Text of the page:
Sam Blake, the NCRM organiser and CWA board member, said: “Crime fiction has drawn audiences since the Penny Dreadfuls. It’s hugely popular and dominates our bookshelves and TV screens. There’s something for everyone and we hope by demonstrating the breadth of the genre that NCRM will engage even more readers and encourage them to discover authors they haven’t read before.”
Ambassadors for NCRM include authors Steve Cavanagh, Elly Griffiths, Vaseem Khan, Nadine Matheson, LJ Ross, Robin Stevens, Sarah Ward, Roz Watkins, Victoria Selman, Penny Batchelor, TM Logan, Dorothy Koomson and Professor Jim Fraser.
Ambassador Robin Stevens, author of the Murder Most Unladylike Mysteries, said: “I’m so proud to be a NCRM ambassador this year – crime fiction is such a varied and exciting genre that there’s a story out there for everyone to enjoy, no matter their interest. I hope I can help prove that in June!”
Nielsen book data reports that sales of crime fiction in 2022 were up 19% pre-pandemic levels, with an increased appetite in ‘cosy crime’ book sales.
One in six adults in the UK struggle with reading and one in three adults do not regularly read for pleasure. England ranks 23rd out of 23 OECD nations for literacy level amongst 16–19-year-olds, and studies have shown that those who do read for pleasure have higher levels of self-esteem and a greater ability to cope with difficult situations.
For a full programme of events for National Crime Reading Month, go to www.crimereading.com and follow the conversation online #PickUpAPageTurner @The_CWA
Notes to Editors
For further media info please contact Ann Chadwick, email@example.com M: 07534 892715.
About The Reading Agency
The Reading Agency is a national charity that tackles life’s big challenges through the proven power of reading. We work closely with partners to develop and deliver programmes for people of all ages and backgrounds; our vision is for a world where everyone is reading their way to a better life.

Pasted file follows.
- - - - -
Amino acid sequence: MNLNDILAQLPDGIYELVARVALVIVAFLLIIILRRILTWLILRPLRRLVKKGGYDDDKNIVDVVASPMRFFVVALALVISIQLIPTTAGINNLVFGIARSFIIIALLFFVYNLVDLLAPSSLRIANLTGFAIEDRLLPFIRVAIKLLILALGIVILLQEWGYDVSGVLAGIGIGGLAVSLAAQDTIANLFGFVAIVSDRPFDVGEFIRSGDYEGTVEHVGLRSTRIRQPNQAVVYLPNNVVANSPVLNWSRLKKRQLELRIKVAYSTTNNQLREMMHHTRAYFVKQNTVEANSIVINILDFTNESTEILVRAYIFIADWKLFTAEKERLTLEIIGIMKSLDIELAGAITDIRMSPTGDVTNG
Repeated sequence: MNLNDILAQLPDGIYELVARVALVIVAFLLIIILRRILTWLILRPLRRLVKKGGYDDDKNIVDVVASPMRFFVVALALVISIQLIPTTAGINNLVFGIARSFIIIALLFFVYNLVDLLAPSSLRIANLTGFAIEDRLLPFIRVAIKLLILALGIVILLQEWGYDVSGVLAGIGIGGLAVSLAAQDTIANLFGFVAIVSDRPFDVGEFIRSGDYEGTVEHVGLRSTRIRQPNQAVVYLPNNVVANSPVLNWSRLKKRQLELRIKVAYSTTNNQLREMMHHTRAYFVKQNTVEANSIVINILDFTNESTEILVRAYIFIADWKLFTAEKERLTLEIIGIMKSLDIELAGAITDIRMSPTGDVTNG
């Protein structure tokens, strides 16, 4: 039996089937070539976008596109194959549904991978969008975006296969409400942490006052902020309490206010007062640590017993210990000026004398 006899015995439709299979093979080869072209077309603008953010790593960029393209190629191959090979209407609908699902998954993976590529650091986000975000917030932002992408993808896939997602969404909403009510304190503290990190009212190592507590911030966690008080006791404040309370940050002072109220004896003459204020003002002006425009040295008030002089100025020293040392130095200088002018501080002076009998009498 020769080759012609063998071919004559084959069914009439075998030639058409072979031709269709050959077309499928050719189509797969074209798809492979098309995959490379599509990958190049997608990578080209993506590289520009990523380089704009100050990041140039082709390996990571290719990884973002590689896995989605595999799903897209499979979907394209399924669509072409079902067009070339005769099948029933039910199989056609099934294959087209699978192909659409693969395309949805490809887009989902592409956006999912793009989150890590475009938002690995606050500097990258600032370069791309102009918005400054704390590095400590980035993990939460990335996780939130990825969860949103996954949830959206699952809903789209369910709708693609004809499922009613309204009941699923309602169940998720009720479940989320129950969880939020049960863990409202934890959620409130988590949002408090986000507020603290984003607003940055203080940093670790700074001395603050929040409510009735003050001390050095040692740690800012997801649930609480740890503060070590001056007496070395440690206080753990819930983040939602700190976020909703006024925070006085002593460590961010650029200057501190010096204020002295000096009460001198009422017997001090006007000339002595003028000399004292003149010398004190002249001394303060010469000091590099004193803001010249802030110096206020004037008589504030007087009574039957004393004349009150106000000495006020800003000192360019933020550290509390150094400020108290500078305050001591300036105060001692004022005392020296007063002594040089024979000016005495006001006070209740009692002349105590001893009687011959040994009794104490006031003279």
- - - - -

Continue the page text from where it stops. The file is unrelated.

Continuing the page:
We help 1.9 million people benefit from reading every year, through our programmes, our tireless campaigning, our excellent networks, and our power to influence, challenge and make change happen. readingagency.org.uk
About the Crime Writers’ Association (CWA)
2023 is the CWA’s 70th Jubilee Year. The CWA was founded in 1953 by John Creasey.
Its aim is to support, promote and celebrate this most durable, adaptable, and successful of genres, both fiction and non-fiction, and the authors who write within it. The CWA runs the prestigious Dagger awards, which celebrate the best in crime writing.
A thriving, growing community with a membership encompassing authors of all ages and at all stages of their careers, the CWA is UK-based, yet attracts many members from overseas.
The CWA supports as yet unpublished writers with a bespoke group, The Debuts, many of whom enter the Debut Dagger competition and the Margery Allingham Short Mystery competition.
The CWA run an annual conference and hold chapter meetings throughout the UK, so members can access face-to-face networking and socialising.
It also runs National Crime Reading Month in June: www.crimereading.com
The CWA supports libraries and booksellers, with three Library Champions and a Booksellers Champion. It has links with various festivals and other writers’ organisations such as the Society of Authors.